To begin with the keyworker and Early Years Depute leading the project carried out observations. Our own development of observations meaning more than watching allowed us to investigate what Bruce means by “observe, support and extend” (2012). We also carried out child consultation. These observations concluded that:

  • It was not a welcoming area therefore not used
  • Resources were not presented in an inviting way
  • Blocks had pictures for tidying up but no name tags to encourage correct terminology
  • There were no additional resources to challenge thinking or scaffold learning.

These directed our steps for development.

Secondly, the Early Years Depute carried out a questionnaire with staff to gauge their knowledge and understanding.  This identified that staff were aware of stages of block play but did not know them in detail.   Bruce (2012) talks about staff knowing the potential of the material in order to develop creativity and imagination.  Our staff training would include practical and theory sessions in order to learn by doing.

Our staff will develop a welcoming block play area, where resources are presented to reflect connectedness to engage our learnings in their thoughts, feelings and actions.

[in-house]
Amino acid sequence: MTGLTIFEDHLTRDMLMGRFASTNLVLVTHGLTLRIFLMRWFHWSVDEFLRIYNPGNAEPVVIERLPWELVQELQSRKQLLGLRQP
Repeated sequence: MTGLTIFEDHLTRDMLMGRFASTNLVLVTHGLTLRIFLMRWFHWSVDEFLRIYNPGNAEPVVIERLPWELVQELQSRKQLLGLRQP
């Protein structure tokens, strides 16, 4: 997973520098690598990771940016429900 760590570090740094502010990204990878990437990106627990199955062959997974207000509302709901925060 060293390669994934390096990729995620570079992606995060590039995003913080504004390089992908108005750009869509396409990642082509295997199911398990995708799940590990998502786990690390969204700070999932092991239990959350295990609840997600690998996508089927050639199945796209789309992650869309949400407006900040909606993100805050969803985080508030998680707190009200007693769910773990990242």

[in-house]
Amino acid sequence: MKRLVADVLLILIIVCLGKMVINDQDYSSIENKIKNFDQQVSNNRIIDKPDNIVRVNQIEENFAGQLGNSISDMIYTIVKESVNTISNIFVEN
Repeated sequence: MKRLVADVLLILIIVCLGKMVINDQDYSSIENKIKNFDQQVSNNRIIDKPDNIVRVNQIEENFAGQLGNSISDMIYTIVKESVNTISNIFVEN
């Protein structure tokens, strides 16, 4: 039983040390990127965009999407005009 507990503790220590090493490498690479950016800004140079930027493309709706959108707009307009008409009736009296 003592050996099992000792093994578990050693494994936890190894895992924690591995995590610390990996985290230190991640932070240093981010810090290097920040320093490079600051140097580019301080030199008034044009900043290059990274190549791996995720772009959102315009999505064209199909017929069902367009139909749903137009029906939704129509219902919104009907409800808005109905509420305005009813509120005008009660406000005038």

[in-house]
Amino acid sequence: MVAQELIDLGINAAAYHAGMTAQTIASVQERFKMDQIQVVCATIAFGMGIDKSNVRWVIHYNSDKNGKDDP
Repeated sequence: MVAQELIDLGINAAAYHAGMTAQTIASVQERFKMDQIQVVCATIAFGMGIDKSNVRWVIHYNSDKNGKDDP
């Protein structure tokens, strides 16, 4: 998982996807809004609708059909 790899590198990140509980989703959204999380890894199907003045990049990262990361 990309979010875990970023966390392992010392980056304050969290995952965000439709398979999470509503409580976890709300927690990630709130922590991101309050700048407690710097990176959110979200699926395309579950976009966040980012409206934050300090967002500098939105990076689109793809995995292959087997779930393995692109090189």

“The laws of gravity prescribe the ways blocks can be combined, but the builder can generate an infinite number of combinations. Johnson highlighted ‘the importance of offering children material by means of which they may review, rehearse and play out their past experiences’ (1972:189)”

Froebel Trust Block Play pamphlet, 2020


Our nursery are on a block play journey and continually adapting to change to ensure the best opportunities for our learners.

Our block play area is in the centre of our nursery and is one of the biggest environments we have created.  We designed a horseshoe shape with a mixture of shelving units that allowed creativity but containment in a room without any corners.  We purchased units of different heights which allowed children to build on top as well as starting from the floor.  Our purchases of new blocks including the transport items have transformed our children’s play.  Staff are engaging with their learning, knowing the stages to scaffold as appropriate and use the correct terminology.   Our children are engaging with the area, and we have observed stages 5 and 6 in play.  The responses from our children have been mostly positive and we have reacted to children following consultations.  Two of our pre-school children BS and EL who has shown great skill in the area can name most of the blocks and can discuss their stage 6 block development. Our pre-schoolers are scaffolding the learning of our younger children which is just lovely to watch.